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How to develop cross platform applications using Java

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closed as not a real question by Travis J, Karna, kmp, Anders R. Bystrup, Robert Rouhani Jan 11 '13 at 7:07

It's difficult to tell what is being asked here. This question is ambiguous, vague, incomplete, overly broad, or rhetorical and cannot be reasonably answered in its current form. For help clarifying this question so that it can be reopened, visit the help center.If this question can be reworded to fit the rules in the help center, please edit the question.

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"As java is platform independent it will work on all mobile devices." To my knowledge, the only phone that supports (a form of) Java is Android. Even that is not J2SE. –  Andrew Thompson Jan 11 '13 at 5:32
    
You should remove this question, and post it on a more relevant one of the exchanges than stackoverflow. –  Travis J Jan 11 '13 at 5:32
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@AndrewThompson: I think blackberry is Java-based, too (but very different from Android). –  Thilo Jan 11 '13 at 5:33
    
@Thilo Does it run J2ME? I forgot J2ME. –  Andrew Thompson Jan 11 '13 at 5:34
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@AndrewThompson: Well, naive comment or not, the gist is that there is no write-once-run-anywhere Java for mobile phones. Not even close. –  Thilo Jan 11 '13 at 5:39

2 Answers 2

As java is platform independent it will work on all mobile devices. So I want to create an apllication in java and that should run on iOS, Android, blackberry and all moble Platforms.

This is based on a misconception. Java's claim of platform independence does not literally mean that Java will run on all platforms. There are probably thousands of platform types that don't and won't ever run Java.

It doesn't even mean that Java runs on all mobile devices.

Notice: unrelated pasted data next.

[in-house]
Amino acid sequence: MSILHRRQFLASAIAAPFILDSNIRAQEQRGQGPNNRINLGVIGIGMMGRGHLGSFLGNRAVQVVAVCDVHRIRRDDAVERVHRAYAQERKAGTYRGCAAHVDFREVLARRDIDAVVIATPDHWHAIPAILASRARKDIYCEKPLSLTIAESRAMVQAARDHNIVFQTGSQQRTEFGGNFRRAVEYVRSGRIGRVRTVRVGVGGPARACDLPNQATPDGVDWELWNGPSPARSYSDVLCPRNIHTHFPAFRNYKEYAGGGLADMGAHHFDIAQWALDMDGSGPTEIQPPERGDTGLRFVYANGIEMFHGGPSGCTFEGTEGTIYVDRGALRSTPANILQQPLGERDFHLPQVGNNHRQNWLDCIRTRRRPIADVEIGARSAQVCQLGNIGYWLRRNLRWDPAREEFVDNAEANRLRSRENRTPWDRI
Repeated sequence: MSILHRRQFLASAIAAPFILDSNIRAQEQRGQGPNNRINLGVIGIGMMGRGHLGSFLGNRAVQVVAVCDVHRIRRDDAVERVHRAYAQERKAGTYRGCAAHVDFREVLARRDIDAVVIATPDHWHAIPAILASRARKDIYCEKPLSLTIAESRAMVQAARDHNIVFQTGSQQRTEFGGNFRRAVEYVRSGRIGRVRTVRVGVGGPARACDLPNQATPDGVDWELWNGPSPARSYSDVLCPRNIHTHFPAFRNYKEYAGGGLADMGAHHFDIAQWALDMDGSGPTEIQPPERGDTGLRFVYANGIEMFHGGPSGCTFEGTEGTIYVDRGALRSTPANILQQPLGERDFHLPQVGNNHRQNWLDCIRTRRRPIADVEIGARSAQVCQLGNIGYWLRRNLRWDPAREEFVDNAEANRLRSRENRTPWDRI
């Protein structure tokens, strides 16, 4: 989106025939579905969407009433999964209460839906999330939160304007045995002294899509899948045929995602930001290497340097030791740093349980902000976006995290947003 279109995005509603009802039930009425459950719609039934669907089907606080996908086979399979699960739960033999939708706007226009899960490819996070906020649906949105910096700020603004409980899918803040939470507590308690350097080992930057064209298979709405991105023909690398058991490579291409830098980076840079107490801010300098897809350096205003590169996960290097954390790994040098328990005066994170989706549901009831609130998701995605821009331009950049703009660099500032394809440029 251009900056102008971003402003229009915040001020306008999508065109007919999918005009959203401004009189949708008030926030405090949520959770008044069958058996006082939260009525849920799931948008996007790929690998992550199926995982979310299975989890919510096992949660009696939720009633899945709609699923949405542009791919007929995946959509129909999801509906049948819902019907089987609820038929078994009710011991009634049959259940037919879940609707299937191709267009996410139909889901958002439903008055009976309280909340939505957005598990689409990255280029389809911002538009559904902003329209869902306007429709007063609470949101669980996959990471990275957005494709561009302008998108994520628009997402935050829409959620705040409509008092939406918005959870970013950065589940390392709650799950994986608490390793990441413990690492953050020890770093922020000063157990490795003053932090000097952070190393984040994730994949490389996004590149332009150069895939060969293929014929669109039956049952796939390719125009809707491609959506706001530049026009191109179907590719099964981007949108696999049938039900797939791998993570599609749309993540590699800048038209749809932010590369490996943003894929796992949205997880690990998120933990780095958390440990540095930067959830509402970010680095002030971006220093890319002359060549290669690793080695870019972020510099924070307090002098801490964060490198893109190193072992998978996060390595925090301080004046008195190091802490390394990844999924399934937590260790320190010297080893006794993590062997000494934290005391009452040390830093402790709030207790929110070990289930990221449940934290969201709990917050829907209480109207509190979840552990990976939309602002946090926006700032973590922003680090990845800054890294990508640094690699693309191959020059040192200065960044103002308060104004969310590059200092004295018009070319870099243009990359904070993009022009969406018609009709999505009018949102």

• There is no implementation of Java for iOS. IIRC, Apple expressly forbade / excluded it via their control of the Apple appstore.

  • There is no Java SE for any mobile devices because Oracle refuses to grant licenses ... to protect Java ME.

  • Blackberry, etc are Java ME, not Java SE. And in fact Java ME is fragmented due to different smart-phone manufacturers implementing different "profiles" of Java ME.

  • Android is not Java. Large parts of Java SE are not there, and the UI libraries are completely different.

In short, what you want to do is not realistic.


The "write once, run everywhere" slogan really only applies to Java SE implementations based on the Oracle / Sun codebase. And even then, there are caveats.

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Despite this question being close to useless, I appreciate the time you took to answer it, because I actually did learn something. So thanks! –  Chris Cirefice Oct 11 '13 at 18:55

This is a really misguided question, but I'll answer it in the spirit of furthering understanding, thought I fear it'll be closed before long. I hope the question is real on not mere trolling.

Java the "environment" not the language is platform independent. The Java environment contains the Java Virtual Machine and a set of standard libraries which hook to the specific real run time platform.

A Java application is platform independent in the sense that it will run in any platform for which a Java "environment" exists.

Java comes in various editions e.g Standard Edition (J2SE) meant to run on desktops.

There are J2SE builds for Windows, Linux and OS X so applications built for this environment will run on all these platforms.

There is a mobile edition of Java (J2ME) which allows applications to run in several different OSes used by feature phones (assuming they had the facilities needed by the application.) But this is because several different OSes for feature phones support J2ME**.

Alas this is not the case with the current generation of smart phones. There is no standard Java environment supported by all (or even one) of the major smart phone OSes.

So Java cannot be presently used for (smart phone) mobile platform independent applications.

** Not entirely true as each OS seems to have its J2ME implementation quirks but close enough.

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